When I started blogging, it was a way to make sense of this life – the one people sometimes call life in Holland. I call it life on Mars. Then again I guess since we are about to try to colonize Mars I may need to pick a new planet as special needs metaphor. ;? Special needs parenting and writing is a small field, such a tiny niche really. I remember why I resisted that box for awhile. It is sometimes depressing to be speaking Martian all day. You burn out. Period. But it is the space where people connect with me, my family and my writing. It’s the unique thread that tired all of us together inside a room listening to Jeff Noble talk. We all get this surreal life. And it is privileged and beautiful and back breaking and so very hard.
[tweetthis]It is sometimes depressing to speak Martian all day. But I am a health and special needs blogger and it beats speaking SEO.[/tweetthis]
The other thing that happened this week was that a reporter, a dear old friend from my daily newspaper reporting days, DMed me. Because that’s what we do these days, or we PM on Facebook. My people know they can always hunt me down there, even when I can’t recall how to answer the phone (Right, Margarita?) She wanted to talk about a national study that’s been released from Centre for Addictions and Mental Health about the economic costs of FASD. She recalled my name and a portion of my story. So, we started to tell that story again. As we grow the story evolves, even if it always starts the same. Regardless of any of that…I started speaking Martian again. The story went live late last night. You can find it here: http://www.lfpress.com/2015/02/25/a-costly-tragic-legacy or here:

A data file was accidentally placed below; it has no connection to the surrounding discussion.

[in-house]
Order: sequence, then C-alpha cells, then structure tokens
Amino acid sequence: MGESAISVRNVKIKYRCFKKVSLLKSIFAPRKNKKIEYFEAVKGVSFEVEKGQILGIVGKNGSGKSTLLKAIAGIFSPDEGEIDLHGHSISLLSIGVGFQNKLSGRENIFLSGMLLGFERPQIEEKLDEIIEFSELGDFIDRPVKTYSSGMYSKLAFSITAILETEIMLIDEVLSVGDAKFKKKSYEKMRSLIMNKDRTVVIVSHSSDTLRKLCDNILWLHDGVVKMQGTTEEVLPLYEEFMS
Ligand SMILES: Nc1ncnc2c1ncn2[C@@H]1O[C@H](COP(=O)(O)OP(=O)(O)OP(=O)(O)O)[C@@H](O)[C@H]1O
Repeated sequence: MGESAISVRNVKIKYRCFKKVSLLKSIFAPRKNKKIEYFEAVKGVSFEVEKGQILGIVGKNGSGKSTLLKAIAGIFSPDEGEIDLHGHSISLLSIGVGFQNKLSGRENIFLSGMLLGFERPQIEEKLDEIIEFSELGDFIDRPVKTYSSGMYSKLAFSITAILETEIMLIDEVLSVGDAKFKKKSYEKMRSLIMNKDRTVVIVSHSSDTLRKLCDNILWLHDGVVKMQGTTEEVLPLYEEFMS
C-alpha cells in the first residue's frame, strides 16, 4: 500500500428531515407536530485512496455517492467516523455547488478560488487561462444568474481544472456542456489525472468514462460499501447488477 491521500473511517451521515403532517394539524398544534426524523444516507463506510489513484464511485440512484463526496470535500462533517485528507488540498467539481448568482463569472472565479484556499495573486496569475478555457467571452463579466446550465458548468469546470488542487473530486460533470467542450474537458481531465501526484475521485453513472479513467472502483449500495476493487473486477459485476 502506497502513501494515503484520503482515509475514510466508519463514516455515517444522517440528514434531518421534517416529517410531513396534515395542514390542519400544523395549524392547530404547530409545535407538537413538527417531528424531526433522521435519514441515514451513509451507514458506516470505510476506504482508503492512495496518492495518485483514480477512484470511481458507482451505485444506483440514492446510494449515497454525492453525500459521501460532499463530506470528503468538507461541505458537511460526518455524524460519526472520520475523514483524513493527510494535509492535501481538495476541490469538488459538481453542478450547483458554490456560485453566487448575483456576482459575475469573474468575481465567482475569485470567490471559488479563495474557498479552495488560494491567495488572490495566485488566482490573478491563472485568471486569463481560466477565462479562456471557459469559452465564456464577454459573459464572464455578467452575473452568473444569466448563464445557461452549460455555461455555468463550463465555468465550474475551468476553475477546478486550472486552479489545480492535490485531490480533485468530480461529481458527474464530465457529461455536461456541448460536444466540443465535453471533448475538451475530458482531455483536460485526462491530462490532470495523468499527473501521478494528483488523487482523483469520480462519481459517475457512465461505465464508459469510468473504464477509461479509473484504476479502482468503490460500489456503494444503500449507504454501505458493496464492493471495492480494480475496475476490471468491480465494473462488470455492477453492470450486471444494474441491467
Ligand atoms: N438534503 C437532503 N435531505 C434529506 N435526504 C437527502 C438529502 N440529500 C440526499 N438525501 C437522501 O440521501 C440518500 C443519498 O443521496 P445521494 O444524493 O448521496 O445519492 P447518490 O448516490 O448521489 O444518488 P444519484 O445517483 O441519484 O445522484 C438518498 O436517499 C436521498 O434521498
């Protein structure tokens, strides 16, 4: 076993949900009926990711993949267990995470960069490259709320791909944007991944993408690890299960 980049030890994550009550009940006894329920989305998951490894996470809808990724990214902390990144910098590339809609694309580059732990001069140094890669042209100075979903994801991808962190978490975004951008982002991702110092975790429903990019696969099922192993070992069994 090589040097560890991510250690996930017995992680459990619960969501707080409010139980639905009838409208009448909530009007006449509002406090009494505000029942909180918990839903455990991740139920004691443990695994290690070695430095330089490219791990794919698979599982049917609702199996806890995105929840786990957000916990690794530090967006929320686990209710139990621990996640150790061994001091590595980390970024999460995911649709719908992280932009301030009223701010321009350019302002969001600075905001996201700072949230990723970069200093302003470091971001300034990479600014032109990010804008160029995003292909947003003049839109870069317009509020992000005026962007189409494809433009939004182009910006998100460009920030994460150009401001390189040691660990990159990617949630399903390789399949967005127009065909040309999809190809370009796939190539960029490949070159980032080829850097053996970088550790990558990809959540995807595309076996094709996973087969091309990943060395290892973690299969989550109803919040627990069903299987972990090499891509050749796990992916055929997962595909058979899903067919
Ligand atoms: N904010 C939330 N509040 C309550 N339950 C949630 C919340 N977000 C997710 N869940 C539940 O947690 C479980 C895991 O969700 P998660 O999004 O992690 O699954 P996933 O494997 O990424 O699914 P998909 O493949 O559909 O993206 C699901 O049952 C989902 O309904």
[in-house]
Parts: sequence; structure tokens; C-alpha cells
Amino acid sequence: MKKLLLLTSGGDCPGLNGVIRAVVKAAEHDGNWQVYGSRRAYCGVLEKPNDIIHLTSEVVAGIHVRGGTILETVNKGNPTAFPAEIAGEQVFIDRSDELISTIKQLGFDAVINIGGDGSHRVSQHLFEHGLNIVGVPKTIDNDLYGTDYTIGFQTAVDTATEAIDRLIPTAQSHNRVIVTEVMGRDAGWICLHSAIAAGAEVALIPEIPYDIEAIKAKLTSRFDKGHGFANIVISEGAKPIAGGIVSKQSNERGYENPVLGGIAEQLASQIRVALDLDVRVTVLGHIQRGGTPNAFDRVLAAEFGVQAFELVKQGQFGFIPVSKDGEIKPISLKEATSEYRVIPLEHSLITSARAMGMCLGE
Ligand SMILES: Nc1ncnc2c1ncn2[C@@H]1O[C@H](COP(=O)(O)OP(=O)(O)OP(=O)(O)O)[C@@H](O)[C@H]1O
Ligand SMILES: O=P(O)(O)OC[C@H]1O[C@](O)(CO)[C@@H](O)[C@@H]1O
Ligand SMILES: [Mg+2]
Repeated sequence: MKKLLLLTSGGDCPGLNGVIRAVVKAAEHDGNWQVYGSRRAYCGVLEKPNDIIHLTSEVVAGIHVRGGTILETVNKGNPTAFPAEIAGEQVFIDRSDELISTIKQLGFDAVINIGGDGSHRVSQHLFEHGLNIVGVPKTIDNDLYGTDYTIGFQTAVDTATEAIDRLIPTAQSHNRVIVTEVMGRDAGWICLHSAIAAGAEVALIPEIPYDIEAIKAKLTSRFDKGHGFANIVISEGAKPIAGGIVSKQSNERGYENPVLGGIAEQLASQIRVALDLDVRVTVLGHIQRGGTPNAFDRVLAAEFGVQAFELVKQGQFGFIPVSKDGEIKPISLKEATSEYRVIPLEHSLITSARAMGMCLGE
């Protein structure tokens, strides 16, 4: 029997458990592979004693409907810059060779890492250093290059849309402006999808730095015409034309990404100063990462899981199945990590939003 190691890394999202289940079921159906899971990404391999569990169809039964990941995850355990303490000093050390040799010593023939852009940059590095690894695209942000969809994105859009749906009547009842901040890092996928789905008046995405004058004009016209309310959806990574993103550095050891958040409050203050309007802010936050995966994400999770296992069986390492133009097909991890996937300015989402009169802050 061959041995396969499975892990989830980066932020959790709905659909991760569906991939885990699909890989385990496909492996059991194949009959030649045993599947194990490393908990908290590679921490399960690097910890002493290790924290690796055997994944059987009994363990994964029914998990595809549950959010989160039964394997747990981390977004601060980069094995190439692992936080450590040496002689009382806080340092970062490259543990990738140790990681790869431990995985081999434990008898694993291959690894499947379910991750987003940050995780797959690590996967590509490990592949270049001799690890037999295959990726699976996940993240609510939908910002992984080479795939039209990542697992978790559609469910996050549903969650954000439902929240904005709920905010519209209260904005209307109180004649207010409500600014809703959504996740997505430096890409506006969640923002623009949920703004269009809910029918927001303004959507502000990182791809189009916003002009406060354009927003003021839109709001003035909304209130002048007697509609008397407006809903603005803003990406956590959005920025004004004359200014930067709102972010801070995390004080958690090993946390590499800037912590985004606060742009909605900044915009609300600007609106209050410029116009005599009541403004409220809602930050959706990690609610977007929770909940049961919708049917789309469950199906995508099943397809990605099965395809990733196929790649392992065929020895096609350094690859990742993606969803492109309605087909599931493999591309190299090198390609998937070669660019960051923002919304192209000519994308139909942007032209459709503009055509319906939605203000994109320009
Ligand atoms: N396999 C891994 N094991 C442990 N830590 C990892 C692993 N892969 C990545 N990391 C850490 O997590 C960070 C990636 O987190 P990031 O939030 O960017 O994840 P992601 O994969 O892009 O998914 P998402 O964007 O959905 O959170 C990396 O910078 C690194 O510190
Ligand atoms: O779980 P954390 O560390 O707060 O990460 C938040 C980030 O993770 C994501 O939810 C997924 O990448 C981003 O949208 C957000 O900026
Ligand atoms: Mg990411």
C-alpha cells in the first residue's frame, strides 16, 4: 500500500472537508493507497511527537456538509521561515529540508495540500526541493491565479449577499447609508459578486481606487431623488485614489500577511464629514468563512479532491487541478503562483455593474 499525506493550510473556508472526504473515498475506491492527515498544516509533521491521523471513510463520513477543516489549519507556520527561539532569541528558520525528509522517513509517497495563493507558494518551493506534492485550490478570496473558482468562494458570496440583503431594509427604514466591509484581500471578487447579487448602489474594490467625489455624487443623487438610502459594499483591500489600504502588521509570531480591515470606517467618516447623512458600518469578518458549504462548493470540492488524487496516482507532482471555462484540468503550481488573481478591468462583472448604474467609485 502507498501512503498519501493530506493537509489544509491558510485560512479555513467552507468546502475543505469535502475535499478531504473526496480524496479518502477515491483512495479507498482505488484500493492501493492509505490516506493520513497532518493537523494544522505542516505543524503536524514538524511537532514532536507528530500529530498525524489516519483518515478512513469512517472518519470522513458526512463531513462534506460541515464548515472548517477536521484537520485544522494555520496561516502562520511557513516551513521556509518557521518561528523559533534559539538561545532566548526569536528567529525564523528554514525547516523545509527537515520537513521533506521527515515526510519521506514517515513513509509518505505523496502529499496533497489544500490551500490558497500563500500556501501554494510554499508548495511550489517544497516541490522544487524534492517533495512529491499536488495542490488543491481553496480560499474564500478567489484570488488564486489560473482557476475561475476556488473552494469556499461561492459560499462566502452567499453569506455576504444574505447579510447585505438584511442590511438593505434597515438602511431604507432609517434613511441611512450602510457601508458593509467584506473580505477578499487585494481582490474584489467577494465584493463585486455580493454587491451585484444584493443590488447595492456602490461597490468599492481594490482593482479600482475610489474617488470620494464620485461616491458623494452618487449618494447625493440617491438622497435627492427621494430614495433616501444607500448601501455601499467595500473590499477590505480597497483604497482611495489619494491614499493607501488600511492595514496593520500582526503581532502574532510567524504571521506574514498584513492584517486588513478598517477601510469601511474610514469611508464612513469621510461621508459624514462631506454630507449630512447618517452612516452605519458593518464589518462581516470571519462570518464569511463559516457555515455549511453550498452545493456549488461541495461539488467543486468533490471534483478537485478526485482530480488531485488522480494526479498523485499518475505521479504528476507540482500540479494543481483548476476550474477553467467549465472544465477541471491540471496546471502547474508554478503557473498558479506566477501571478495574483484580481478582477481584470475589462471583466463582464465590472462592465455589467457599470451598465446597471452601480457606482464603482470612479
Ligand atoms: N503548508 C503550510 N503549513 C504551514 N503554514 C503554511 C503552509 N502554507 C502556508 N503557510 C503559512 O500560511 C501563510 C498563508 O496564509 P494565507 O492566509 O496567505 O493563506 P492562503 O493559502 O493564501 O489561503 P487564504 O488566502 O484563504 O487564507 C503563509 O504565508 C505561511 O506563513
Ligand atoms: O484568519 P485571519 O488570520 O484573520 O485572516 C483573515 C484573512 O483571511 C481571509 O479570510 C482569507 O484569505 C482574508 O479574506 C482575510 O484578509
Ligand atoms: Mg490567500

[tweetthis]There are a lot of caregivers living on metaphorical Mars. They all need and crave support. [/tweetthis]
And that was my second lightbulb moment. There are a lot of caregivers living on metaphorical Mars. Dozens have messaged me and emailed and asked if I know of support groups in Stratford or St Mary’s or on line. I have seen dozens of friends and fellow caregivers around North America sharing my Facebook post with the link to the article about FASD. And I have heard from some who said I just printed this out and sent it to our school board in Wisconsin, and I took it in to my son’s teacher. Some have asked do I know how to get the school to do an assessment once and for all? Can I help with X or Y? And my heart is full from the amount of wonderful kind comments. And I remembered too that it is the hardest thing in the world to parent our kids with special needs, even when sometimes it can also be the most rewarding thing as well. I find myself speaking Martian again. Oh I still speak a bit of SEO, but I am fluent in Martian. Turns out I never lost it. I just stopped speaking it for awhile.